In my mind, there is plenty of time to prepare. Stressing out about the long list of “Must Get Done” is not a good idea.

Here are some tips to help get us through the next few weeks in a calm and peaceful manner:

  • Focus on the reason for this beautiful season. For Christians, the birth of Jesus Christ. For those of you who celebrate Hanukkah, the rededication of the Second Temple in Jerusalem.
  • Have a discussion about what is most important for you and your family. Sometimes what we THINK is important to others, is not a big deal. “We’ve always done it this way” is not a valid reason to continue.
  • In order to prepare for those busy shopping days when you don’t seem to get a break, make the intention NOW to pack your water and some healthy snacks. Planning ahead will help you maintain your energy—and your weight.
  • Remember the breathing technique of exhaling twice as long as you inhale. For example, inhale for four counts, hold for four counts, and exhale for eight counts. Doing this for several cycles is a way to find peace in the moment.  
  • Schedule some exercise into your week. Begin your resolution today to live your healthy life. By doing this, you will feel really good January 1, when most people will be just thinking about it.
  • Write down your list of the really important stuff that needs to happen, and prioritize. On any given day, when everything is a priority, do the thing you most feel like doing. Getting away from the “should” mentality is awesome. You’ll have more fun.
  • Eat lots of fruits, vegetables, and protein, saving the sugary treats for when they are truly AMAZING. Most of the time those store-bought goodies look much better than they taste. Don’t cave and eat them because everyone else is. They probably don’t read my blogs. (Hint: Share my blog with them. Thanks!)
  • Set aside some time each day to pray/meditate on your reasons for celebrating.

I hope your Thanksgiving was fabulous. Our family enjoyed the feast and being together, and the time went by much too quickly. I’m looking forward to repeating the fun in just a few weeks.

Peace,
Carol

“For Christmas this year, try giving less. Start with less attitude. There’s more than enough of that in the world as it is — and people will usually just give it back anyway!”— Anne Bristow

Happy Thanksgiving

Today is a day my family looks forward to for weeks. We enjoy hanging out, relaxing, cooking, and of course, eating.

We typically fry our turkey. This year, we’re changing things up a bit. The bird is going on the charcoal grill.  

Also on the menu:

  • Mashed potatoes (dairy free)
  • Maple glazed sweet potatoes
  • Sautéed green beans
  • Amish stuffing (filled with gluten, for the family)
  • Cranberry sauce with apples (for me)
  • Cranberry jelly out of the can (Mr. Non-Compliant won’t eat real cranberries)
  • Pumpkin pie with CocoWhip (gluten free and dairy free)

I’m going to try my hand at making gravy, since I discovered turkey stock in the freezer.

Sometimes naps happen. It’s a great day, and I’m very thankful.

Whatever Thanksgiving holds for you, I wish you a beautiful, blessed, and gratitude-filled day.

Thank you for reading my Thursday morning blog posts. I appreciate you.

Much love,
Carol

Thanksgiving Tips, Tricks, and Least Liked Classics

One week away from the official start of what many Americans consider to be the holiday season. Since you may not read your emails next Thursday, my special nuggets are hitting the page today.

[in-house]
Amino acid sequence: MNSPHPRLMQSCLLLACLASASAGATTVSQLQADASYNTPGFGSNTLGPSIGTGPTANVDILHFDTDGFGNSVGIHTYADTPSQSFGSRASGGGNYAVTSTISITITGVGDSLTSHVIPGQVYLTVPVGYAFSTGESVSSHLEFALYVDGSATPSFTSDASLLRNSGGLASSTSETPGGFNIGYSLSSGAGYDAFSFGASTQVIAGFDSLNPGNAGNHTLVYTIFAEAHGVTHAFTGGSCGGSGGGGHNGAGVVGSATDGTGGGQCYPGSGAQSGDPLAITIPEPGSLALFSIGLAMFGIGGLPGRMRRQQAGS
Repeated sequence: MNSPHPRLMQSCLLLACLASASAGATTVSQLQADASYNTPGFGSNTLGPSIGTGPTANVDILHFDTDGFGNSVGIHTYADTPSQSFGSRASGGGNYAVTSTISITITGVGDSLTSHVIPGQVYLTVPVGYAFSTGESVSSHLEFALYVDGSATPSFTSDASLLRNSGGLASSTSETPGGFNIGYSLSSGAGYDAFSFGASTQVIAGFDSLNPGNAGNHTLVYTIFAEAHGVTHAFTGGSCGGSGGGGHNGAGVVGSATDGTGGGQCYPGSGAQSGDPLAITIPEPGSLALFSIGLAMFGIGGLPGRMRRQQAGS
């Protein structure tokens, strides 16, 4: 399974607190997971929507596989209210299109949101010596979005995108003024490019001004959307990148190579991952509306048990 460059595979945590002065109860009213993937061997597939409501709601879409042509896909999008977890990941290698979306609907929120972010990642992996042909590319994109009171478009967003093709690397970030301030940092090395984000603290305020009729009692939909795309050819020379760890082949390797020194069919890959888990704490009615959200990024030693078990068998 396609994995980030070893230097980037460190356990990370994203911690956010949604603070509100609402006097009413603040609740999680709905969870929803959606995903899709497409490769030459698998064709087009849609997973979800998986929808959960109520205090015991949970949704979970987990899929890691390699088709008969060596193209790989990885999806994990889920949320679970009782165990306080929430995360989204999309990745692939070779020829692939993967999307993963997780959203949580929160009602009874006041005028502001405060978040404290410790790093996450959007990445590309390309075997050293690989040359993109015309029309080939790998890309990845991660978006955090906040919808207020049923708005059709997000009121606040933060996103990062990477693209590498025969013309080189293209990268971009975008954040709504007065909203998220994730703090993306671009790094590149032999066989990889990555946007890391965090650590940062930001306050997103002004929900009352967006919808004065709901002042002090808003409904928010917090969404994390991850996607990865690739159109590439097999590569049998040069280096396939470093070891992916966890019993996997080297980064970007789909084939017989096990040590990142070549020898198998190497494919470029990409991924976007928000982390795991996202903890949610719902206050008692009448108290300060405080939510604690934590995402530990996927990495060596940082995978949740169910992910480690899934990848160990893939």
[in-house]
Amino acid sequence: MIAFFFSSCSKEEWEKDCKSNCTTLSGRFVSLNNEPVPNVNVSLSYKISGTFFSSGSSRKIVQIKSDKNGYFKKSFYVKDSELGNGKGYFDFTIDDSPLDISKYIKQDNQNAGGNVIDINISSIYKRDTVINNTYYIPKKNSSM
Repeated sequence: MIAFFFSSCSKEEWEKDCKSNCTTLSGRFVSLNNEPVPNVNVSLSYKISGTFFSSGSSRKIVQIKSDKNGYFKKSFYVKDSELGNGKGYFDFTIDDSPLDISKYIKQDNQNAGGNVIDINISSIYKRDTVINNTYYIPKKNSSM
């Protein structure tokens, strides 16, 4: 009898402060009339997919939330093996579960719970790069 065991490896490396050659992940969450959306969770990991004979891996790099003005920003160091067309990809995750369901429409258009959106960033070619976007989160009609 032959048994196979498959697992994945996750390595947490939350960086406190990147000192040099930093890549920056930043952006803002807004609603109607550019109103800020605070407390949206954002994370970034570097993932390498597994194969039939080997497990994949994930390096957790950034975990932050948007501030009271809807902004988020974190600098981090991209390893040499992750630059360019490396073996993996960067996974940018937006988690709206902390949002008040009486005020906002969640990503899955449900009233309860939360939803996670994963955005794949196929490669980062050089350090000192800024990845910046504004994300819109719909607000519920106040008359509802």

Turkey
If you’re planning to cook turkey and purchase a frozen bird, you’d best go buy it today. Depending on the size, it could take a week to thaw in your fridge. I typically cook a fresh bird. Surprisingly, I found fresh, organic turkeys at Costco.

Potatoes
Mashed potatoes are a favorite side dish. This year, instead of peeling the potatoes and boiling them for mashing, I’m going to bake them, then peel and mash. Baking dries them out more than boiling, allowing for maximum absorption of the butter and milk, resulting in a fluffier texture. 

If you choose to boil your potatoes for mashing, leave the skins on and boil them whole. Once tender, transfer them to a bowl of ice water for about 20 seconds, The skins will slide off, and you’re ready to mash—a simpler way to peel.

Least Liked Sides
According to a recent survey, canned cranberry sauce is the least liked Thanksgiving food that people eat “just because.” Of course, Mr. Non-Compliant loves the stuff. Apparently a third of households serve it still in the shape of the can.

Chef Jacques Pepin—whose wife loves the canned sauce—slices the jelly on a mandolin. He then lines a martini glass and cuts some of the slices in half for the center, twisting them a bit. It looks like a rose, complete with a sage leaf tucked in the side.

Chef Jacques and I prefer the real thing–cranberry sauce or relish. We agree, that there’s always one in every family who only eats the canned variety.

Green bean casserole came in second in the least liked category. Thankfully, my family prefers sautéed green beans or asparagus. We can actually taste the vegetable, and the sodium content is much lower.

Also on the list: sweet potato casserole, pumpkin pie, and turkey.  

More Tips and Tricks

  • If you really don’t care to eat something, politely pass. Why fill up on food you don’t like?
  • Enjoy your favorite foods, and stop eating before you’re stuffed. Slow down, enjoy being with your family and friends, and save room for your favorite dessert.
  • Only eat it if it’s amazing!
  • Be grateful.
  • Schedule a complimentary call with me, and keep the seasonal weight gain from making its appearance.

 Thanks for reading. Wishing you and your family a beautiful Thanksgiving!

Much love,
Carol

“Thanksgiving is an emotional holiday. People travel thousands of miles to be with people they only see once a year. And then discover once a year is way too often.” – Johnny Carson